7. Employment professionals will maintain the confidentiality of student information, regardless of the source, including personal knowledge, written records/reports, and computer data bases. There will be no disclosure of student information to another organization without the prior written consent of the student, unless necessitated by health and/or safety considerations.
  8. Those engaged in administering, evaluating, and interpreting assessment tools, employment screening tests, and technology used in selection will be trained and qualified to do so. Employment professionals must advise the career services office of any test/assessment conducted on campus and eliminate such a test/assessment if it violates campus policies or fair employment practices. Employment professionals must advise students in a timely fashion of the type and purpose of any test that students will be required to take as part of the recruitment process and to whom the results will be disclosed. All tests/assessments will be reviewed by the employing organization for disparate impact and position-relatedness.
  9. When using organizations that provide recruiting services for a fee, employment professionals will respond to inquiries by the career services office regarding this relationship and the positions the organization was contracted to fill. This principle applies equally to any other form of recruiting that is used as a substitute for the traditional employer/student interaction. These principles apply to organizations providing such services.
  10. When employment professionals conduct recruitment activities through student associations or academic departments, such activities will be conducted in accordance with the policies of the career services office.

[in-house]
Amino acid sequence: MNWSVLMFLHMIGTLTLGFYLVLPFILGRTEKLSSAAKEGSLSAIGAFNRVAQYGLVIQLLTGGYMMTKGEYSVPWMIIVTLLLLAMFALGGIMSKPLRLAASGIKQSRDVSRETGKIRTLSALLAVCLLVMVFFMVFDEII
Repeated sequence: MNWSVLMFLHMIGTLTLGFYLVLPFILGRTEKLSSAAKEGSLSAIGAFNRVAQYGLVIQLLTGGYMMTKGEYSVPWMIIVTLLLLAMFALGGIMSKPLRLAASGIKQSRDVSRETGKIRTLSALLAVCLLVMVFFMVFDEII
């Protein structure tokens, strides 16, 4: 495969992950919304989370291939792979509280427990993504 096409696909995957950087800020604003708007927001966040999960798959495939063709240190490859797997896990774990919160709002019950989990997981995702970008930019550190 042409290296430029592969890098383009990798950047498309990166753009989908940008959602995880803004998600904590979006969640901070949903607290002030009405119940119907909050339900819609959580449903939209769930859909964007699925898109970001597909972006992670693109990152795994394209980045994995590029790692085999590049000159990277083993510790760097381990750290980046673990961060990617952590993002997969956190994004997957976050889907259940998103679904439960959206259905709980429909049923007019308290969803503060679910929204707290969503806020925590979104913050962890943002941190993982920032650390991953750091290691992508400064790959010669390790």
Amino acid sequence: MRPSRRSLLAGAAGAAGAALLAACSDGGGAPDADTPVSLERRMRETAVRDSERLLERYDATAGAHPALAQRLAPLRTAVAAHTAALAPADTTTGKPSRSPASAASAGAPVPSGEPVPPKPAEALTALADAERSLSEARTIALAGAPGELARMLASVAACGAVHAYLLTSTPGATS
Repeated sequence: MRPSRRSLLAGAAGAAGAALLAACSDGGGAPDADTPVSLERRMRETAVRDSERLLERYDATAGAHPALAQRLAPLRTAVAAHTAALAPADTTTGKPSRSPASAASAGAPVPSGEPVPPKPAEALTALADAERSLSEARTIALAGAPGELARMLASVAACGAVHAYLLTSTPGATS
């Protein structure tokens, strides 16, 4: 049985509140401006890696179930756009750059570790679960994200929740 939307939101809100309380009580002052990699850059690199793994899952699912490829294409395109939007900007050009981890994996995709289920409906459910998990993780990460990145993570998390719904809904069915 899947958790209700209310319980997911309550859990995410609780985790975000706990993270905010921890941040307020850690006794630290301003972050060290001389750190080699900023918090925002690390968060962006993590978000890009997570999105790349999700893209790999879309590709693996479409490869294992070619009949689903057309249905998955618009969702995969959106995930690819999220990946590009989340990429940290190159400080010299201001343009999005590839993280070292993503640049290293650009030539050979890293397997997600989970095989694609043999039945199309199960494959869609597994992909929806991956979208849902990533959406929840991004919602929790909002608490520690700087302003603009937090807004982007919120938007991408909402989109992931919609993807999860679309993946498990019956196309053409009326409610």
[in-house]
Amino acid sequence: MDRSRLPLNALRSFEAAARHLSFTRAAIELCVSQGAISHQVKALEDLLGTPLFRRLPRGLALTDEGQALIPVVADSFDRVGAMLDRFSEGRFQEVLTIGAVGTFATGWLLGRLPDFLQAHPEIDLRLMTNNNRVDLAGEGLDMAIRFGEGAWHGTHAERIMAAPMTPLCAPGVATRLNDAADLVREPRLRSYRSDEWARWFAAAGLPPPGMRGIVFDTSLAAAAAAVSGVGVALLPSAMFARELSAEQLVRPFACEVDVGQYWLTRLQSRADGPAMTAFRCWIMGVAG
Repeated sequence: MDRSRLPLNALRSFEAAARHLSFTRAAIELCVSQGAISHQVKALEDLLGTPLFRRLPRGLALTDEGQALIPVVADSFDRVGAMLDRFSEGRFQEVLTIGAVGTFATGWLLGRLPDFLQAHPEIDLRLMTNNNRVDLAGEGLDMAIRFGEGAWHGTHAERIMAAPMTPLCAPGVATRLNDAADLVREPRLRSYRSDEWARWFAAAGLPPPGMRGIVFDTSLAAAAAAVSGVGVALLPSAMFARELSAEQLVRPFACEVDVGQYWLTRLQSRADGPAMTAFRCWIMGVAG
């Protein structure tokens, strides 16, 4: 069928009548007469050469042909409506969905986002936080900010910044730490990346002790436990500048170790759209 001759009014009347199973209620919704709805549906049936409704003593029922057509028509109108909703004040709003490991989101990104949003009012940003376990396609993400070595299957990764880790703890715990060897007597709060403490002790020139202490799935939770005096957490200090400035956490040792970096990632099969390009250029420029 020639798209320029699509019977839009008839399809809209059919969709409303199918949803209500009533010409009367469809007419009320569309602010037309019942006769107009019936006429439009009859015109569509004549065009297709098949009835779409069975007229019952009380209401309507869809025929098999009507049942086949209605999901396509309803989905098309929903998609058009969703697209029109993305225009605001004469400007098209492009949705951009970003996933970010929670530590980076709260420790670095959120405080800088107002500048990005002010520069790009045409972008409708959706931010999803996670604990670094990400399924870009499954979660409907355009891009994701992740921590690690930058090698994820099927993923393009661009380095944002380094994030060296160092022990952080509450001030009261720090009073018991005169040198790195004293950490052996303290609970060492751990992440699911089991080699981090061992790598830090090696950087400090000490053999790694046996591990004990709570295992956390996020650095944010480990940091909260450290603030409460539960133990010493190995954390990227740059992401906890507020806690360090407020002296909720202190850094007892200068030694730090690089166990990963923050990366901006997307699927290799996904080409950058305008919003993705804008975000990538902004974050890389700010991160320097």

11. Employment professionals will cooperate with the policies and procedures of the career services office, including certification of EEO compliance as well as compliance with all federal and state employment regulations.
  12. Employment professionals will only post opportunities that require college-educated candidates, in a manner that includes the following:
    a) All postings should adhere to EEO compliance standards; b) Job postings should be suitable and appropriate for candidates from the target institution; c) Internship postings should meet the NACE definition and criteria for internships. (See “A Position Statement on U.S. Internships: A Definition and Criteria to Assess Opportunities and Determine the Implications for Compensation.”)
  13. Employment professionals will honor scheduling arrangements and recruitment commitments.
  14. Employment professionals recruiting for international operations will do so according to EEO and U.S. labor law standards. Employment professionals will advise the career services office and students of the realities of working in the foreign country and of any cultural or employment law differences.
  15. Employment professionals will educate and encourage acceptance of these principles throughout their employing institution and by third parties representing their employing organization on campus, and will respond to reports of noncompliance.

The Board of Directors
The National Association of Colleges and Employers
(Revised January 2012) abridged